Why You Should ALWAYS Change Your Underwear After A Workout
Things have come a long way when it comes to women’s wellness and many topics that were once taboo - such as menstrual cycles, mental health, pap smears and breast checks - are now just part of everyday conversation.
But one thing that still might not make the cut when it comes to morning tea chit-chat with your work wife? Infections of your nether regions. If you’ve ever had a yeast or urinary tract infection, you’ll know it’s something you never want to experience again.
Luckily, there are things you can do to keep things healthy and in balance down below. If you’re someone who is leading an active, sweaty lifestyle, you might be wondering if you need to change your underwear after every workout.
Whether you feel hot and clammy, quite damp, or completely drenched in sweat, the answer is always yes. Here’s why.
Sweat downstairs is different
Sweating is a natural part of being human and a clever way our bodies work to keep us cool when things heat up, but it’s not necessarily a sign of a good workout.
Factors such as genetics, hormones, climate and lifestyle will have an impact on how much you sweat, but most people sweat more in areas such as the armpits and groin due to the high concentration of sweat glands and hair follicles.
Let’s make this clear, sweating itself is not an issue or cause for concern, and neither is sweat around your groin. The issue is what you do afterwards, as walking around in sweaty shorts or underwear poses far more health risks than a sweaty tee.
Don’t let bacteria have a chance
As ick as it might sound, your groin is full of sweat glands, hair follicles and bacteria, which is an infection waiting to happen if you don’t maintain good hygiene.
According to John Hopkins Medicine and Mayo Clinic, your vagina and the surrounding area has a natural, healthy balance of bacteria and yeast, but staying in damp or wet clothes can provide the ideal warm, humid environment for that yeast and bacteria to multiply. Regularly washing your activewear is also key!
Try to have a shower, dry off and change into a clean, dry pair as soon as you can to prevent your risk of developing skin irritations, a yeast infection or bacterial vaginosis - which can lead to rashes, burning and itching down below and require medical treatment.
If you’re experiencing itching, unusual discharge or odour changes, or pain during urination or sexual intercourse, it’s best to see your healthcare professional.
Fabric and fit
If you’re someone who sweats a fair bit, your choice of activewear can make a big difference. Many brands now sell underwear with moisture-wicking technology, designed to draw sweat away from your skin towards the outside of the fabric where it can evaporate quickly and keep you feeling drier on the inside.
Otherwise, look for light, natural fabrics like cotton rather than synthetic materials which don’t breathe and can trap sweat against your skin. The only thing to be mindful of with cotton is that it retains moisture longer than sweat-wicking fabrics, meaning you might feel more damp. Wearing sweat-wicking shorts, leggings or looser gym shorts can be another great way to stay cool during even the hottest of workouts.
What about the cut? Many women prefer to wear a thong or g-string to work out in, either for comfort, to remove VPL (visible panty lines), or reduce the need for adjustments mid-workout. Your underwear of choice is completely down to personal preference, but it can be a good habit to have a post-workout wee and change into a fresh pair to avoid bacteria travelling from back to front and causing a urinary tract infection. The worst.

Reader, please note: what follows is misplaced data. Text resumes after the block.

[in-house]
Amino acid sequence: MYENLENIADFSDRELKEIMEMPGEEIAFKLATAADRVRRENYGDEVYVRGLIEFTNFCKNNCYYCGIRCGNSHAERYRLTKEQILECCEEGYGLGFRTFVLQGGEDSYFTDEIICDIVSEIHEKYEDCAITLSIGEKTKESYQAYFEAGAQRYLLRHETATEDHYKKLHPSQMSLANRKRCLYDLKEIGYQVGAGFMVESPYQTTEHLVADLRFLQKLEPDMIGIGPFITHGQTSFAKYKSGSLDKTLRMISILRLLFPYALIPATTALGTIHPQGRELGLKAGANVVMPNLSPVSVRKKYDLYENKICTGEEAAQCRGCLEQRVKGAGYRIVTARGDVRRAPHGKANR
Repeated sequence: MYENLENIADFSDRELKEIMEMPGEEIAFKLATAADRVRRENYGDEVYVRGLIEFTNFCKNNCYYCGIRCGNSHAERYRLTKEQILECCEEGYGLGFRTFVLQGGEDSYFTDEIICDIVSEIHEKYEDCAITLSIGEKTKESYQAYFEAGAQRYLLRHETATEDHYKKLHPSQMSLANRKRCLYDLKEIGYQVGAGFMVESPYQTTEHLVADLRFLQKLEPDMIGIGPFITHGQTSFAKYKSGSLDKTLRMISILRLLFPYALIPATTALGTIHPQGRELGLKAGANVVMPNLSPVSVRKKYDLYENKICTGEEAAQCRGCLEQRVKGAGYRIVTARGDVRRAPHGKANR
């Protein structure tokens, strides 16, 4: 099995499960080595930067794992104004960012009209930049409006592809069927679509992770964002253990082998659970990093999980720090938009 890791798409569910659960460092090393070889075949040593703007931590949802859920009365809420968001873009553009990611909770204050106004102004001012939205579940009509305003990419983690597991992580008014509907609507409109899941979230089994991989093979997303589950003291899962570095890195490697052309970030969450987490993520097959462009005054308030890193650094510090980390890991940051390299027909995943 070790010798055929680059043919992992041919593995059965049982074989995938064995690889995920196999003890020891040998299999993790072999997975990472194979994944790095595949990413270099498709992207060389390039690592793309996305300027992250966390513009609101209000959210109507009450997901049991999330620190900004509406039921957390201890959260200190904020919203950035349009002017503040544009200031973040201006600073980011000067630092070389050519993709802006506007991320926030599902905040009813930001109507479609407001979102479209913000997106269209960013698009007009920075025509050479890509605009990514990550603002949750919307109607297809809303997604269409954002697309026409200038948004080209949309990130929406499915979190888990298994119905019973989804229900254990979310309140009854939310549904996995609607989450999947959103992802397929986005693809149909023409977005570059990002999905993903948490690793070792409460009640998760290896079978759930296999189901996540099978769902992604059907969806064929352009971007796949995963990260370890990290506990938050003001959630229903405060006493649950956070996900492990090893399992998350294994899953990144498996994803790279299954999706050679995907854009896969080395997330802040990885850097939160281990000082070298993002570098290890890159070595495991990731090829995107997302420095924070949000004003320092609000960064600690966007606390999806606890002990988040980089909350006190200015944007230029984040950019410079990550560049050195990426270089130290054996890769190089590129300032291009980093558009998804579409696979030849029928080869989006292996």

Keep things fresh
Aside from doing your best to quickly change out of your sweaty underwear, it’s also a good idea to refresh your underwear drawer every 6-12 months as bacteria can accumulate in the fabric over time - even if you’re washing them properly!
Let’s be honest, we’ve all had days where we finish our workout and for some reason or another, don’t hop straight in the shower. Perhaps you’re too hungry and head straight to the kitchen for a post-workout snack, you need to dash to the supermarket, or you’ve somehow ended up five episodes deep in a new show. Whatever the reason, consider changing out of your sweaty underwear first.
Fresh… but not TOO fresh
What about liners and antiperspirants? Surely that’s a good option? Not so fast. Unfortunately, most liners aren’t breathable, which can make you sweat more and trap heat when you’re trying to do the opposite.
Female genitalia also has a natural delicate balance of bacteria, which the chemicals in antiperspirants can disrupt, thereby increasing your risk of infection. The moral of the story? Synthetic fibres and chemicals are best kept for other parts of your body.
Sweaty down below post-workout? Give yourself a pat on the back for smashing out an epic training session, then do what you gotta do. Have a shower, dry off and get changed. And at the very least, change into a fresh pair of underwear. We want you to feel happy and healthy - from head to toe and everywhere in between.
* Disclaimer: This blog post is not intended to replace the advice of a medical professional. The above information should not be used to diagnose, treat, or prevent any disease or medical condition. Please consult your doctor before making any changes to your diet, sleep methods, daily activity, or fitness routine. Sweat assumes no responsibility for any personal injury or damage sustained by any recommendations, opinions, or advice given in this article.